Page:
Desean Hill, Tomon-Tae Chaplin and Mekhi Bailey recreate a pose from a 1950 Joseph Curtis photo; Photo Courtesy of CamShake, the Amidon-Bowen Photography Club
Amidon fifth grade student Desean Hill took one of the most important pictures of the project, above. The group is standing in front of the former site of Frank’s Department Store on 4th St. just across from the school. Frank’s owner sued the government because it deemed the area “blighted” at the time this photo was taken and the area slated for destruction. The Supreme Court ruled against him in 1954, paving the way for Urban Renewal and the demolition of Southwest and thousands of other communities across the country.
Photo Courtesy of CamShake, the Amidon-Bowen Photography Club
Joseph Curtis’ photos provide a markedly different perspective of Southwest than the “blighted” designation that those who advocated its demolition argued. His is also different from many photographers of the pre-1950’s who furthered that view, a still commonly held historical view, by coming to Southwest to document only the poverty that existed.
Photo Courtesy of CamShake, the Amidon-Bowen Photography Club

By Mekhi Bailey, Fifth Grade Student, Amidon-Bowen Elementary School

Southwest means love, peace and happiness to me. I was one of the students who went out in Southwest with my teacher Ms. Perry and Mr. Willem to take pictures of my community. Mr. Willem’s daughter Morgan goes to pre-school at my elementary school Amidon-Bowen. We used his professional cameras to take pictures at the same spots where an African-American photographer named Joseph Curtis took them a long time ago. Mr. Curtis lived his whole life in Southwest. I was born here and I’ve been through a lot, and the teachers at my school like Ms. Perry have helped me persevere.

This project has taught me that Southwest is a great community. Mr. Curtis’ pictures show it was great back in the day, too. Mr. Eric Thorpe is a crossing guard at the school and he is in the school lobby a lot, where the photo exhibit is. “This project has sparked more conversations than I’ve ever heard about Southwest and about racial issues. I’ve had people who remember old Southwest point to places in the photos where they’ve lived,” he said.

The project has inspired me to become interested in photography. I help my community and I take pictures of the places around me, because a lot of changes are happening. I love the Wharf. They didn’t have to build that but they did. But I am worried about tearing down some of the buildings where people live. I hope it will not be too expensive to live here and that I have to move.

Perspective on the Project

By Willem Dicke, Parent and Volunteer Advisor, Amidon-Bowen Elementary School

This project was inspired by a school event last year, when a student named Desean Hill asked if he could use my professional camera to help me take some pictures. With just a few instructions, he was handling it like a pro, and attracting the attention of other students. Desean, Haneef Wilson, Tomon-Tae Chaplin and their classmates were so enthusiastic that within a few minutes there were two professional cameras, an iPhone and a GoPro action camera surfing among them. When I later looked at the pictures they had taken I was impressed with the photos, but I was even more amazed by how quickly they had mastered the use of some very complicated equipment. At Westminster Presbyterian Church a month later, I stumbled across a collection of Joseph Curtis’ pictures, which depict a largely forgotten but vibrant cultural and economic community that existed in Southwest before the quadrant was razed during the 1950’s Urban Renewal period. I wanted to share these with the kids. Together with my partner-in-crime Ms. Para Perry, an award-winning music teacher at Amidon-Bowen, we decided to take the students to the sites Mr. Curtis had photographed nearly a century ago and recreate some of his shots.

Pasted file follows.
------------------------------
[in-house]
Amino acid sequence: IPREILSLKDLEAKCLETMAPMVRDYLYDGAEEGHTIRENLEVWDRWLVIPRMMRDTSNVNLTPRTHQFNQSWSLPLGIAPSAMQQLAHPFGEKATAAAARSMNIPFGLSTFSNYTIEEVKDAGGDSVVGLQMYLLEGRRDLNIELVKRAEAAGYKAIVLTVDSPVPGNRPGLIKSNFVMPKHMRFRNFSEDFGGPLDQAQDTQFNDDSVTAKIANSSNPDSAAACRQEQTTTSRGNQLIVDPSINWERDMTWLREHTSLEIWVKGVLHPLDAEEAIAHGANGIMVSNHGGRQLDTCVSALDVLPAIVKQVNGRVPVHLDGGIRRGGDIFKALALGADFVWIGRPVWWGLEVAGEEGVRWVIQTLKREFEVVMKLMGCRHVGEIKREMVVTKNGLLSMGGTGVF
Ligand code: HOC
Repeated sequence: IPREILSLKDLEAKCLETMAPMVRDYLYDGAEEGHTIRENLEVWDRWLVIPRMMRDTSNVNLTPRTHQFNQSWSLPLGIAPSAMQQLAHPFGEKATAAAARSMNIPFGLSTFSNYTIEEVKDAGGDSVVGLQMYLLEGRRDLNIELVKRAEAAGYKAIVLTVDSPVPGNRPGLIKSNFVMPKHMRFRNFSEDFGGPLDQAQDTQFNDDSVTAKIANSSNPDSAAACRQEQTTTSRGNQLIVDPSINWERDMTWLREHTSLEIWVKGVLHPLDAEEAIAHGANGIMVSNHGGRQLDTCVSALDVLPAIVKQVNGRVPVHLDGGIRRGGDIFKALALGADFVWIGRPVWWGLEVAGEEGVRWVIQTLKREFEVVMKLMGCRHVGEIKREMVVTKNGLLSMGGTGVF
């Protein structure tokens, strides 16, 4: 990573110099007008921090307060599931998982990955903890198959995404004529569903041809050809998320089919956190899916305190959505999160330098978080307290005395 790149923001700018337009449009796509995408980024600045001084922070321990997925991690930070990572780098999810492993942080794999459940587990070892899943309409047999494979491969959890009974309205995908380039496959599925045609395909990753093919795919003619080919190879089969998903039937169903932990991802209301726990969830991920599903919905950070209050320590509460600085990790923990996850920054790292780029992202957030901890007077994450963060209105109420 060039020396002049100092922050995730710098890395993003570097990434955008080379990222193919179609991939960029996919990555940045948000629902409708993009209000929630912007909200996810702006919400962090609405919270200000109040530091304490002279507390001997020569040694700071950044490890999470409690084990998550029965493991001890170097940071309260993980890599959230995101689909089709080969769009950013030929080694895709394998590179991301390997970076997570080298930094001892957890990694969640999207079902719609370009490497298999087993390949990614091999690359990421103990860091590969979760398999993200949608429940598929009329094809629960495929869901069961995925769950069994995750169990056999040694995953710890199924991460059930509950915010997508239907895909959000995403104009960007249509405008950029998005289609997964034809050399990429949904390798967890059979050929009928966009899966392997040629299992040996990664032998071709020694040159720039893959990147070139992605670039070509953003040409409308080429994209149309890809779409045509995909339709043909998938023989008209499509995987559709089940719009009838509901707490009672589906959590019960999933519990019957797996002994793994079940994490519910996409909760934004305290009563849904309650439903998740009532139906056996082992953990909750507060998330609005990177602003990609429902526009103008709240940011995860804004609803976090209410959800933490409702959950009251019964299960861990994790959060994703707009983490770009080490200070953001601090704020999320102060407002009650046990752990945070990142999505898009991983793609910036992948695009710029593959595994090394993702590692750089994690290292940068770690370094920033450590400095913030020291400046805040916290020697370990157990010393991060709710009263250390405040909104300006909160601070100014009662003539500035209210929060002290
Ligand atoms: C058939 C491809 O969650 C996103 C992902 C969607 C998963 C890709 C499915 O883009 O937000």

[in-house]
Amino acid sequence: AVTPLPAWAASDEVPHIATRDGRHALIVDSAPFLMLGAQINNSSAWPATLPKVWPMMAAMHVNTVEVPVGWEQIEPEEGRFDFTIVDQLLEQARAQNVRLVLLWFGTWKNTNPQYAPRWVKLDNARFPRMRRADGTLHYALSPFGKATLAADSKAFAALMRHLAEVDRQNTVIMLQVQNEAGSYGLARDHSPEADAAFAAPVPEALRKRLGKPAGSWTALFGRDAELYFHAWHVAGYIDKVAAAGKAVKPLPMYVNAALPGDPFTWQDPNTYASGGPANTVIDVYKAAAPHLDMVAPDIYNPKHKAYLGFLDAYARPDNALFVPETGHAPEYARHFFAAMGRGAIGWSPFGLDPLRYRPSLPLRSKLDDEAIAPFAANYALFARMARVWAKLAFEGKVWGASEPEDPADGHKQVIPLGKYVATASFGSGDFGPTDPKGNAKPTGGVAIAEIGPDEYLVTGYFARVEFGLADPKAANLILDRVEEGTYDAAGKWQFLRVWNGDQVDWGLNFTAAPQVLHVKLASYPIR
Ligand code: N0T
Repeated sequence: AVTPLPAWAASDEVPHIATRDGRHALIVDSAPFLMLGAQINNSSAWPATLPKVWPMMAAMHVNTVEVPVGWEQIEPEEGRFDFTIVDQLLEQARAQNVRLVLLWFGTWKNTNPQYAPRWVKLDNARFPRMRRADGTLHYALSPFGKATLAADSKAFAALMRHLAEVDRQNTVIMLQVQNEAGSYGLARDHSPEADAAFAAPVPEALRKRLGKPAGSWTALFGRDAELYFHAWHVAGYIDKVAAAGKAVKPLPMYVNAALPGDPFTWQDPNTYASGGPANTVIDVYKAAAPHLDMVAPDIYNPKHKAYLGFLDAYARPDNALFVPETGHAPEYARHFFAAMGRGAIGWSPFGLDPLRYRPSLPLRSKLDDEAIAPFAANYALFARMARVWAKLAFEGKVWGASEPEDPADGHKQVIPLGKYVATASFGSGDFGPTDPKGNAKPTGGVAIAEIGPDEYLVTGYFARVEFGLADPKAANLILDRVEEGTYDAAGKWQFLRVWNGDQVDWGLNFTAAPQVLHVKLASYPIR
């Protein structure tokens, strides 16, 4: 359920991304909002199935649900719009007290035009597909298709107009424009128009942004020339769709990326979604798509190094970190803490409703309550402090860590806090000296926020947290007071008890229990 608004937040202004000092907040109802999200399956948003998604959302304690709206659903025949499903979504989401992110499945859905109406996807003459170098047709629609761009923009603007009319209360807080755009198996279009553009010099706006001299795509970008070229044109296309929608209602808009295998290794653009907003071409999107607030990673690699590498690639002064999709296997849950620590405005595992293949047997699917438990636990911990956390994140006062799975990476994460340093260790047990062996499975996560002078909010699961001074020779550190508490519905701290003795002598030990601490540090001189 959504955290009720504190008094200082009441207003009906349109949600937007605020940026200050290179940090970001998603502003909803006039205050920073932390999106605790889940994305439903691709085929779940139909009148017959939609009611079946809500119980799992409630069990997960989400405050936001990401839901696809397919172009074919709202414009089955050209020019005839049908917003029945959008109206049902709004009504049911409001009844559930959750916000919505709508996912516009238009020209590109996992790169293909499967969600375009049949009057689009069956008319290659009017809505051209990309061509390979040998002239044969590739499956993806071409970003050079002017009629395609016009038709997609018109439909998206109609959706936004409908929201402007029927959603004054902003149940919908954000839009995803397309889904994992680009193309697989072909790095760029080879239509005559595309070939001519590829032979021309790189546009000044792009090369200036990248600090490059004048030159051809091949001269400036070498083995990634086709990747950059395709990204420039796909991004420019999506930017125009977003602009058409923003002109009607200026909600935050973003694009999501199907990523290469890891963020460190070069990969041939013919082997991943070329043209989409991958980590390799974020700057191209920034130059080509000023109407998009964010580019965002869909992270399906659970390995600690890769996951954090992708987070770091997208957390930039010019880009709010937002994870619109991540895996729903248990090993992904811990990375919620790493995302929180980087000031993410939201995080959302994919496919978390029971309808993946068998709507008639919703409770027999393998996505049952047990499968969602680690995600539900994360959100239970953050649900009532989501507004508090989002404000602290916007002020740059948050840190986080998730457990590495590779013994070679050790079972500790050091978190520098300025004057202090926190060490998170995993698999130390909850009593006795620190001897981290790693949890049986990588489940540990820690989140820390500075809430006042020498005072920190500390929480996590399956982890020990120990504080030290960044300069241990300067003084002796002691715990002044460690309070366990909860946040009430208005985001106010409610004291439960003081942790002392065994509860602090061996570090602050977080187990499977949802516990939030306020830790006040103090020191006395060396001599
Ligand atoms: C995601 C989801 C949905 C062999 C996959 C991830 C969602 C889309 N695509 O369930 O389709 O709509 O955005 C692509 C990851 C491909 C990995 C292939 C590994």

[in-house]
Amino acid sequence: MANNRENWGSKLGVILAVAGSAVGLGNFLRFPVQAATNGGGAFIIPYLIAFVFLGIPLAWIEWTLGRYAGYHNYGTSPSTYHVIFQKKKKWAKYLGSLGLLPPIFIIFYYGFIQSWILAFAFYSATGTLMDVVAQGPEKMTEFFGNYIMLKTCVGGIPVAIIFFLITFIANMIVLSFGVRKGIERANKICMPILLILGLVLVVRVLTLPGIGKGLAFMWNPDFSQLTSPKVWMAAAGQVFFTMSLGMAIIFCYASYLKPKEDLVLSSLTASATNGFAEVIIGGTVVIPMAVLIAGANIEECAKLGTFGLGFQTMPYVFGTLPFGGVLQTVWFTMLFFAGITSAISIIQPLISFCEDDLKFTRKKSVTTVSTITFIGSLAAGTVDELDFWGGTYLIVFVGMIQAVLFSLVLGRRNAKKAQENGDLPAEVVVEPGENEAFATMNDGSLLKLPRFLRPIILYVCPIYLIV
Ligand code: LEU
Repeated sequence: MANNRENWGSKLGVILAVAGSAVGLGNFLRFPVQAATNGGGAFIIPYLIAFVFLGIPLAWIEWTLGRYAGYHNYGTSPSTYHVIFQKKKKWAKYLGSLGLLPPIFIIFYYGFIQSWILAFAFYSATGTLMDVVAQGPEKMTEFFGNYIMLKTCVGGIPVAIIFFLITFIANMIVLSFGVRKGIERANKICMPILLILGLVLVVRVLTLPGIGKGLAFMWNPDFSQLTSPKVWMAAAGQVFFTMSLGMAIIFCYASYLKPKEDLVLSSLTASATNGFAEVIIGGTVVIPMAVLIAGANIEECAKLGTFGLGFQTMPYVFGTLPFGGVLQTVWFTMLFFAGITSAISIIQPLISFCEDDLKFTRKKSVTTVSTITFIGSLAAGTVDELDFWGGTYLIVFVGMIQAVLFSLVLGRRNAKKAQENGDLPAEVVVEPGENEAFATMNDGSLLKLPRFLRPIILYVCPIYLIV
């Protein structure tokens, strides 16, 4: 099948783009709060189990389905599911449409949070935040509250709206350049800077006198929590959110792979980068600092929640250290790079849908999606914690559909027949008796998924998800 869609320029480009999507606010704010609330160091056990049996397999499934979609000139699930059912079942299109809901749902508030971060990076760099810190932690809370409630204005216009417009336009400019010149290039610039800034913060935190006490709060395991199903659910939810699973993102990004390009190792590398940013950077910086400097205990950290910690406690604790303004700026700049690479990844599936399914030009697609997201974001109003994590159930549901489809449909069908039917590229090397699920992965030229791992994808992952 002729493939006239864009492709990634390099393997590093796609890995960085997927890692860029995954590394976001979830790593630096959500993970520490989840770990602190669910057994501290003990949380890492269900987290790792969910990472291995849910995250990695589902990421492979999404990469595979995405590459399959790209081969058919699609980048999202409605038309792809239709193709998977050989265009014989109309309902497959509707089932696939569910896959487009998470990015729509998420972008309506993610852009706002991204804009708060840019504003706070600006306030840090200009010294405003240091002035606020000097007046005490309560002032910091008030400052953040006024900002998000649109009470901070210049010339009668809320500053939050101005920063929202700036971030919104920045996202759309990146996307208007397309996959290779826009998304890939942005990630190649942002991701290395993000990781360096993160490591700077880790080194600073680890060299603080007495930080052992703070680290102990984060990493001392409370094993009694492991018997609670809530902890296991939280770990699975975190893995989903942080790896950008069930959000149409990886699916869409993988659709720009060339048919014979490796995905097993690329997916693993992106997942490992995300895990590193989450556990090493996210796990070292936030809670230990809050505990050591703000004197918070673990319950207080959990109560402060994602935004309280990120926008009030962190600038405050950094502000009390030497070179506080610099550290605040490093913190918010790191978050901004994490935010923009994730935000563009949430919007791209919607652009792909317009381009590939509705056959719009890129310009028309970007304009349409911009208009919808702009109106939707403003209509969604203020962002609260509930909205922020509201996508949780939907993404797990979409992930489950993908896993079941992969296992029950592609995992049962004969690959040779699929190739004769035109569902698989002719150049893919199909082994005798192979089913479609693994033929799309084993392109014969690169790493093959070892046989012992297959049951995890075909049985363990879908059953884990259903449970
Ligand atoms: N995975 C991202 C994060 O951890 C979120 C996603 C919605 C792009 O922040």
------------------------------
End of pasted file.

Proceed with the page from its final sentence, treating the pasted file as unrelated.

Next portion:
With Mekhi’s personality, intelligence and instinct, he is a born leader as well as a talented photographer. Watching him and the photography group out on our shoots, they wound up doing more than recreating the photographs of Joseph Owen Curtis; they reinterpreted them. They added another chapter to the history that Curtis captured and concurrently their efforts challenge the dominant existing historical narrative of pre-Urban Renewal Southwest as a run-down place. The area’s perceived “blight” was exactly the argument advanced by proponents of the quadrant’s ultimate destruction in the mid/late 1950s and the resulting displacement of thousands of its residents.

I have worked with Ms. Perry for two years. I share for her the students’ affection and respect for the lessons in life, love and “A-Game” mentality she teaches in her classroom. It’s also been a privilege to get to know Principal Sykes; without her commitment and vision, projects such as this one or last year’s school video would never have gotten off the ground. But most of all, it’s been an honor to work with the Amidon-Bowen student photographers. As with other projects, the students have taught me much more than I’ve taught them.

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